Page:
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Redemption blues for liquid, debt funds

By Ranju Sarkar in Mumbai
October 14, 2008 09:48 IST
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Liquidity crunch and fear are driving redemptions by companies in liquid and debt funds. With banks tightening working capital loans and refusing to discount letters of credit beyond 60 days, companies are trying to tide over the crunch by redeeming some of their investments in debt and liquid funds of mutual funds.

The redemptions are also driven by concerns on the quality of the portfolio: debts funds' exposure to illiquid, pass-through certificates and the fixed maturity plans exposure to real estate companies, who many fear could default.

"There has been some amount of redemptions in debt funds,'' said Murthy Nagarajan, head, fixed income, Mirae Asset Management. "The PTC portfolios are illiquid. People don't want to be there. They are saying why should I keep my money in a mutual fund; I am better off with cash," added a fund manager.

Like in the US, banks in India have securitised a part of their retail loan book to pass-through vehicles, which have issued PTCs to mutual funds. For instance, a bank with Rs 1,000-crore (Rs 10 billion) loan book, decides to securitize a part of it, say Rs 100 crore, which allows it to grow its loan book and meet the capital adequacy norms.

For mutual funds, the PTCs offer a return which is 200 basis points higher than the more-safer certificate of deposits banks issue, said a fund manager.

The originating bank would go to a credit rating agency and seek a rating. The rating agency looks at the likely default rate on such loans (say 10 per cent), for which the originator stands guarantee. Based on this guarantee, the agency provides a rating which is higher than otherwise possible on such securities.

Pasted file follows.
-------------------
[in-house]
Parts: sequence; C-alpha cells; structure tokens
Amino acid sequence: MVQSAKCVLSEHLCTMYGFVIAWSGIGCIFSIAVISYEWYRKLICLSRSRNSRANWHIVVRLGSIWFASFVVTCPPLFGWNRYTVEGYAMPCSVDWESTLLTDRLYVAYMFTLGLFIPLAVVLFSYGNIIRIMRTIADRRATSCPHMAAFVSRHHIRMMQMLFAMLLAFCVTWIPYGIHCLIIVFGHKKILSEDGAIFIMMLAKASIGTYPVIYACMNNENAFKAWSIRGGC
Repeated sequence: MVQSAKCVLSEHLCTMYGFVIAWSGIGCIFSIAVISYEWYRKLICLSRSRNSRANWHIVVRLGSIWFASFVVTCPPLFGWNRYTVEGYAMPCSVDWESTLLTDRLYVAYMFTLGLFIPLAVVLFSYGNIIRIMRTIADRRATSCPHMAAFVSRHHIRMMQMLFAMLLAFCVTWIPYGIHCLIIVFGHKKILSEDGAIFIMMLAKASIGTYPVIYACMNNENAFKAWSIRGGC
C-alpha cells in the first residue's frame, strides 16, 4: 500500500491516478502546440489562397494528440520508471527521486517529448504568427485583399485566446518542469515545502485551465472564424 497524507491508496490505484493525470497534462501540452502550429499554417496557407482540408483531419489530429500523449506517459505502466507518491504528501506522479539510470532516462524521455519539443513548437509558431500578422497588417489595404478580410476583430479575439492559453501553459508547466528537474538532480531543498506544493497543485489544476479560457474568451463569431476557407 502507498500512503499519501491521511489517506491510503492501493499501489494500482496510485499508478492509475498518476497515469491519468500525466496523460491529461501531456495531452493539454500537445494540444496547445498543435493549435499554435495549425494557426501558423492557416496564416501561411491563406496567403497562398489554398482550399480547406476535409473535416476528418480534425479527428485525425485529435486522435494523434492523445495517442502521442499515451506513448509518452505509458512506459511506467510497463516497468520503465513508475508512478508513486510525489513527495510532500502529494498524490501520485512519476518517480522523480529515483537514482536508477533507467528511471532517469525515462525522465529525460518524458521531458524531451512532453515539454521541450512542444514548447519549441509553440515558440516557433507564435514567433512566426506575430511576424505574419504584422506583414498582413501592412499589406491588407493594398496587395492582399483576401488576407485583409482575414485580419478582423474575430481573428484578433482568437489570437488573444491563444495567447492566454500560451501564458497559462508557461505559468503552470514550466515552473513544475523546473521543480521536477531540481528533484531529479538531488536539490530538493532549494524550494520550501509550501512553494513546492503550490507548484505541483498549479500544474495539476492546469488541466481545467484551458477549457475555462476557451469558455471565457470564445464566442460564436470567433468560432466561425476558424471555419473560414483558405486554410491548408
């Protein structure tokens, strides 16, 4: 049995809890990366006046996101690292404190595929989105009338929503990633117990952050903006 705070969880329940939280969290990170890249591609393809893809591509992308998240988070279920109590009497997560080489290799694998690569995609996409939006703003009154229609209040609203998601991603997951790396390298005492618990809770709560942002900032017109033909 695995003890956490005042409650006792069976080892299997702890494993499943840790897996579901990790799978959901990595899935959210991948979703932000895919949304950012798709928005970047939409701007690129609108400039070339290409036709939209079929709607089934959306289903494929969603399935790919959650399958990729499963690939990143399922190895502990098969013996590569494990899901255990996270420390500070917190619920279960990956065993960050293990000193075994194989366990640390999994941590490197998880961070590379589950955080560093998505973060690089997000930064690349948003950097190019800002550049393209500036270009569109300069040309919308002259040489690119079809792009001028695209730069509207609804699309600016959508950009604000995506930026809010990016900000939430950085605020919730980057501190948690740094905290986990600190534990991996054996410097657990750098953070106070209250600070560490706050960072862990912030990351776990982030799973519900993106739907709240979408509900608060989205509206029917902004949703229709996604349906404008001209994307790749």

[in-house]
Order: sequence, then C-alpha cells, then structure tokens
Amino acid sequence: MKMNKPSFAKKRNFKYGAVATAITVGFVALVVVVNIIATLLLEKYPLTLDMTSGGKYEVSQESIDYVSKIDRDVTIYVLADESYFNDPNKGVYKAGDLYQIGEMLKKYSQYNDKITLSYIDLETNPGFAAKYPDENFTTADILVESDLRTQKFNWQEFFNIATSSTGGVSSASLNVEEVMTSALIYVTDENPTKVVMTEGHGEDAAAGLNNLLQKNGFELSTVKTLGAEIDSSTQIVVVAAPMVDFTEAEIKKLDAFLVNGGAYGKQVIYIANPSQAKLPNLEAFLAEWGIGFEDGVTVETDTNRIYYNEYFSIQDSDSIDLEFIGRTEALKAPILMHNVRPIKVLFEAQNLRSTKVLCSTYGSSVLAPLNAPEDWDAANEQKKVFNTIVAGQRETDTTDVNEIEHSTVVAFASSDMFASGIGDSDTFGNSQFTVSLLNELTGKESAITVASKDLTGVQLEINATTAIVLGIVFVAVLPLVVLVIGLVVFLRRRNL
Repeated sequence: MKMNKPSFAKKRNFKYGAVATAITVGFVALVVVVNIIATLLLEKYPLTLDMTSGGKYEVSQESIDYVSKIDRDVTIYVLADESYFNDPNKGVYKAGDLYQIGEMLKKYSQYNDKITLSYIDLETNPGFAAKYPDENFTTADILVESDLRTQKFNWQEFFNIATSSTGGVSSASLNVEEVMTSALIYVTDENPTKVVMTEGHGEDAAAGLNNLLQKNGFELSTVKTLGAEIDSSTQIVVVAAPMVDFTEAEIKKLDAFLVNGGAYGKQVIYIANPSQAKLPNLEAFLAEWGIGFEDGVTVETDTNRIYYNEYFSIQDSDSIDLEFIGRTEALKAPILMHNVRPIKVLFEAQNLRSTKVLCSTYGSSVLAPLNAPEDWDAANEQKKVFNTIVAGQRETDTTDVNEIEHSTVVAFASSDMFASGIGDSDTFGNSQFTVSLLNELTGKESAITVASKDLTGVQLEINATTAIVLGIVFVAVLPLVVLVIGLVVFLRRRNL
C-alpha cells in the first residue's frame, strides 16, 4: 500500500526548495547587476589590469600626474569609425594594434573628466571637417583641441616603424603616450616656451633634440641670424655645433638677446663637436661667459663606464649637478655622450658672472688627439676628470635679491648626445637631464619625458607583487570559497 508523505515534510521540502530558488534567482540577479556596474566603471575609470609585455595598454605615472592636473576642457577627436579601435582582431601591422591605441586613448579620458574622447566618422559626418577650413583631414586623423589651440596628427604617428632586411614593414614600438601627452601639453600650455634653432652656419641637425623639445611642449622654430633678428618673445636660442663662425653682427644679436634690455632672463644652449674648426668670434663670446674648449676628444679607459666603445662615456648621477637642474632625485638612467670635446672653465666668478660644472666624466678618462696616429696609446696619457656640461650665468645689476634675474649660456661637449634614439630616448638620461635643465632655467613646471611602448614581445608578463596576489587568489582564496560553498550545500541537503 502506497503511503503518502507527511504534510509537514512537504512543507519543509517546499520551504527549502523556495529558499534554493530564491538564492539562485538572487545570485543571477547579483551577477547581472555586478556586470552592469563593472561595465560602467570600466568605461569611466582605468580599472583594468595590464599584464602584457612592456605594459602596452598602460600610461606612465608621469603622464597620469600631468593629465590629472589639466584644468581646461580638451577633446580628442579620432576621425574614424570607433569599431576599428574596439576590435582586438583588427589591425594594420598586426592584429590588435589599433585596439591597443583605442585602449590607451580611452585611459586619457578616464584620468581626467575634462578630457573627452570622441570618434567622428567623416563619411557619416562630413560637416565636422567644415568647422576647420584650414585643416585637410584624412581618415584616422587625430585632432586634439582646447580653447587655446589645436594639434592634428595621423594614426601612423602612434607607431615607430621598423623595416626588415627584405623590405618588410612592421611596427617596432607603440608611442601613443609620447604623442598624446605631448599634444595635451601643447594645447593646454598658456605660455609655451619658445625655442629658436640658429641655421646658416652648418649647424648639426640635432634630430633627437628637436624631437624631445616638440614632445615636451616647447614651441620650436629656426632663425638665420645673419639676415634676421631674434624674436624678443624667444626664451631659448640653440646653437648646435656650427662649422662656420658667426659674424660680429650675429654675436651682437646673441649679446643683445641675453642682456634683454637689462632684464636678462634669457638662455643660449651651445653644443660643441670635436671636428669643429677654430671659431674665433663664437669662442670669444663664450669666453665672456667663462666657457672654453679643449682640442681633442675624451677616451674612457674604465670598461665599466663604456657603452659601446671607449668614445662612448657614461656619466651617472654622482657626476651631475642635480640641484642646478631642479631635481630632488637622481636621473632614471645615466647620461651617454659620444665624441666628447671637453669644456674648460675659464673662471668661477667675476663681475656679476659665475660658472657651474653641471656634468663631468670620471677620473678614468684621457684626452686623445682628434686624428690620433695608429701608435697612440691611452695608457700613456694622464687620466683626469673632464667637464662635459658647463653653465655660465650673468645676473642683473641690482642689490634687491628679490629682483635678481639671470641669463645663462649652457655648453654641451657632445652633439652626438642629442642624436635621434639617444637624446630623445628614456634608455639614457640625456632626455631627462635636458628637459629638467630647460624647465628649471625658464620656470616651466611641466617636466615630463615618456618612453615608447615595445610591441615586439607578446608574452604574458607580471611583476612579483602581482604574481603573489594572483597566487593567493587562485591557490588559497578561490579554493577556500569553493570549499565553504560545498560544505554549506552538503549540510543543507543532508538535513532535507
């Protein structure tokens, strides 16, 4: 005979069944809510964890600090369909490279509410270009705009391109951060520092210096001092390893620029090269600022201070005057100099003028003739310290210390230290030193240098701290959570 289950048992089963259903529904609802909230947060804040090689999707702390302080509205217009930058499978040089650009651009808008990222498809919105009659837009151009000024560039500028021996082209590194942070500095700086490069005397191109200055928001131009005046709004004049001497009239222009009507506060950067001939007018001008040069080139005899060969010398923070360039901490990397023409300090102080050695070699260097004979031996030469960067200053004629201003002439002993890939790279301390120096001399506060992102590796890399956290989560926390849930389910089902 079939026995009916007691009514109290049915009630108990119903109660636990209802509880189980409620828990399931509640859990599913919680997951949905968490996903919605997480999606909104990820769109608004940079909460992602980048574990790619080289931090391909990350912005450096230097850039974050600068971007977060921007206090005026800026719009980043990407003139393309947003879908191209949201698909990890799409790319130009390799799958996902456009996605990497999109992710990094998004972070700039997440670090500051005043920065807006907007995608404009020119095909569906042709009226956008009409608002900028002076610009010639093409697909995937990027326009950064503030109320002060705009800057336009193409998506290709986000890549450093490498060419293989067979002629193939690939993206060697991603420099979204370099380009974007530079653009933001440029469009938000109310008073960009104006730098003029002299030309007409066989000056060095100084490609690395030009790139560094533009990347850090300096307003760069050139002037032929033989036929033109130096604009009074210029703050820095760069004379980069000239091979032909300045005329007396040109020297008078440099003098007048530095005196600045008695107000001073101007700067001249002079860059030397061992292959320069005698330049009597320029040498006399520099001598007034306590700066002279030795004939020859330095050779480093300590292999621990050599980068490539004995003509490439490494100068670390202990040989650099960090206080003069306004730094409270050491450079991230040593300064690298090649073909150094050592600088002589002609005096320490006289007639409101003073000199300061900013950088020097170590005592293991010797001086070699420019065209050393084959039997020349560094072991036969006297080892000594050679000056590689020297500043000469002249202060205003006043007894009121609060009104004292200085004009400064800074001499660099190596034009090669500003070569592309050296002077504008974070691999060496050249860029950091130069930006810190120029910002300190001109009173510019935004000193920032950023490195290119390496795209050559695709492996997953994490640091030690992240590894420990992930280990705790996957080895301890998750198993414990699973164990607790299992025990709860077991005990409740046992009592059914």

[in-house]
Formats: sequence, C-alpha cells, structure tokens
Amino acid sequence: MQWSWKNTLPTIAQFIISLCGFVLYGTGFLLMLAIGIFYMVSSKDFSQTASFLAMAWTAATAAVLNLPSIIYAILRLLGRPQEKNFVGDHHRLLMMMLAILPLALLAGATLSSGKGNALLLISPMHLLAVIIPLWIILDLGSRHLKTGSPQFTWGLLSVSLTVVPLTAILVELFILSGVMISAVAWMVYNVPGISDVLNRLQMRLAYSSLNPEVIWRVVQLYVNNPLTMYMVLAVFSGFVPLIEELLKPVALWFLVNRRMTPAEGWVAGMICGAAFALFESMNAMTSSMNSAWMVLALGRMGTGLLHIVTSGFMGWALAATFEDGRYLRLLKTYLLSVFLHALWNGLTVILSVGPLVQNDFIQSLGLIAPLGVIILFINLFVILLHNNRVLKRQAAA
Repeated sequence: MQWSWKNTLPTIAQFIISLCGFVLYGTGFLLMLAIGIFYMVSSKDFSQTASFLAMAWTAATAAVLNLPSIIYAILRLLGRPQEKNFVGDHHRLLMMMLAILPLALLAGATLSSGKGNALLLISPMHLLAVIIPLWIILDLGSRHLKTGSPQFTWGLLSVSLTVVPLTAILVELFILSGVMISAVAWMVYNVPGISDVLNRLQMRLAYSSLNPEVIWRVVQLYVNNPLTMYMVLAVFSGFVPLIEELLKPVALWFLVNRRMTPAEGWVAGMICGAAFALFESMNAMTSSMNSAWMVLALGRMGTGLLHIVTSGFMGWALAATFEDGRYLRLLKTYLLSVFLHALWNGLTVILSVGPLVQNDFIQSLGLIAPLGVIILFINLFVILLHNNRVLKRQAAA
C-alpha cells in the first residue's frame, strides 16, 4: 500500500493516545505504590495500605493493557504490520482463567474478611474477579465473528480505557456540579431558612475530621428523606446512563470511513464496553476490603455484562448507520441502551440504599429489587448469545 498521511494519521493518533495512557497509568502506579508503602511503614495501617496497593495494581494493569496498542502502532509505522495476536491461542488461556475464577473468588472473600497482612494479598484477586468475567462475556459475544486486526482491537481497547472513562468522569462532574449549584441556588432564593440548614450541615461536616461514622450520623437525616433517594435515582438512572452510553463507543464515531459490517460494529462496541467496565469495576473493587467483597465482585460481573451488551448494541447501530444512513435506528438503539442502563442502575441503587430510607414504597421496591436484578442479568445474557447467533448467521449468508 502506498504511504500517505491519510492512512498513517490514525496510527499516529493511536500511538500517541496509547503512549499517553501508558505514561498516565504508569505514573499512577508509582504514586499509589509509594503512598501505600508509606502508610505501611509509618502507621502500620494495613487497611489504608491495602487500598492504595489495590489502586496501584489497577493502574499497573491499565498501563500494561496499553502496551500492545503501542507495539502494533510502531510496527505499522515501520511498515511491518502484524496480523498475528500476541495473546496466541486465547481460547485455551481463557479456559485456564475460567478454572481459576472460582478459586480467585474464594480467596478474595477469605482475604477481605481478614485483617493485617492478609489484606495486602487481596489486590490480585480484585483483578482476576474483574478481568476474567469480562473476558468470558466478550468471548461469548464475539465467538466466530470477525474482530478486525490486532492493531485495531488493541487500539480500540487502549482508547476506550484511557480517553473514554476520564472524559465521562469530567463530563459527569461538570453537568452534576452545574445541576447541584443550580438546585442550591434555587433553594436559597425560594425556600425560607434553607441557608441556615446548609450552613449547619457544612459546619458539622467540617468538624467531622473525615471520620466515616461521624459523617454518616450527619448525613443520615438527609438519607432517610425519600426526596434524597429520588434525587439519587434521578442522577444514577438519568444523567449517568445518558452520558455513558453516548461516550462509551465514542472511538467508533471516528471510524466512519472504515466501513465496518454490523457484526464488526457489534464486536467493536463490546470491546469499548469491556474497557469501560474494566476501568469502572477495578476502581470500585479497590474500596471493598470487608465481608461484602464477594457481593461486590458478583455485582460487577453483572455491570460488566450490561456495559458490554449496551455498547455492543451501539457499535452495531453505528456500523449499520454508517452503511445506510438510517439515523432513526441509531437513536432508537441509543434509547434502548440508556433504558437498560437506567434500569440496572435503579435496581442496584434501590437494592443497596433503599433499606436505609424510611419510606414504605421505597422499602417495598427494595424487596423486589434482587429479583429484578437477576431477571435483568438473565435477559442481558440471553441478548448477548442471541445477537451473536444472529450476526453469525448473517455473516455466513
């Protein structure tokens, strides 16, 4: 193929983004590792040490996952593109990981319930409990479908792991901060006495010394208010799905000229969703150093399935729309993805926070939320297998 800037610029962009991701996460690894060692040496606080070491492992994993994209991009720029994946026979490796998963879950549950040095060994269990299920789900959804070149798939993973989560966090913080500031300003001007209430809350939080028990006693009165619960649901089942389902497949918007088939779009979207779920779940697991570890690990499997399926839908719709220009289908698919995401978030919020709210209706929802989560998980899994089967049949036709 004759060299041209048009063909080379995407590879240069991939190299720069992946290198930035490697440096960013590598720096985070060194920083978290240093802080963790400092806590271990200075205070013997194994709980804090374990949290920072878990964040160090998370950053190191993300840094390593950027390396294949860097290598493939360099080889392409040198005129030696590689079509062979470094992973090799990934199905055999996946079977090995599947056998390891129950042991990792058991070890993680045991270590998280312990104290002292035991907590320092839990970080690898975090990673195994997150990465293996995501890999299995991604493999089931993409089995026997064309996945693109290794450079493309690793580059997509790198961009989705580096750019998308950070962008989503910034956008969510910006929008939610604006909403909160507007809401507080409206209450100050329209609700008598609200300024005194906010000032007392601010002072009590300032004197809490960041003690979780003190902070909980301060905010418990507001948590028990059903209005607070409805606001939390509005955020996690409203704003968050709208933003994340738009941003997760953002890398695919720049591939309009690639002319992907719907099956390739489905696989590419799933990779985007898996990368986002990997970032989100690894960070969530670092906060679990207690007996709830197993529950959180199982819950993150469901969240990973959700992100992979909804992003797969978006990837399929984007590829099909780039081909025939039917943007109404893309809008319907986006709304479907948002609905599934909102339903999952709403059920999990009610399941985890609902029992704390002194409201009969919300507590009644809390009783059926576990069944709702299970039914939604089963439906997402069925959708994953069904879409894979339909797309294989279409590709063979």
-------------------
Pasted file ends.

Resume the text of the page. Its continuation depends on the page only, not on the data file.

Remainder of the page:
"Market conditions have completely changed. The default rates on such loans could be higher today. These instruments are not listed; so it's difficult to value them. Even if you want to do a bilateral transaction (a bank could sell to a fund, or one fund to another), there's no liquidity," said a CFO in Mumbai.

"It's both the liquidity crunch and concerns on safety that's driving companies to redeem. There are concerns on the underlying debt of mid-rated companies that mutual funds bought, some of whom could default," said the CFO with a leading corporate in Mumbai, which has trimmed its liquid funds portfolio by a quarter.

"Fear is driving fear here," said a mutual fund analyst. Funds have been trying to dispel the same. "We have 50-odd FMPs. There has been no delay or default on any of our investments in last ten years of FMP's history," said Nilesh Shah, deputy managing director, ICICI Prudential.

Analysts said funds have been trying to meet redemption pressures by selling the commercial papers and certificate of deposits to some banks, who expect things to change in the next 2-3 days but that calls for some government intervention.

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Ranju Sarkar in Mumbai
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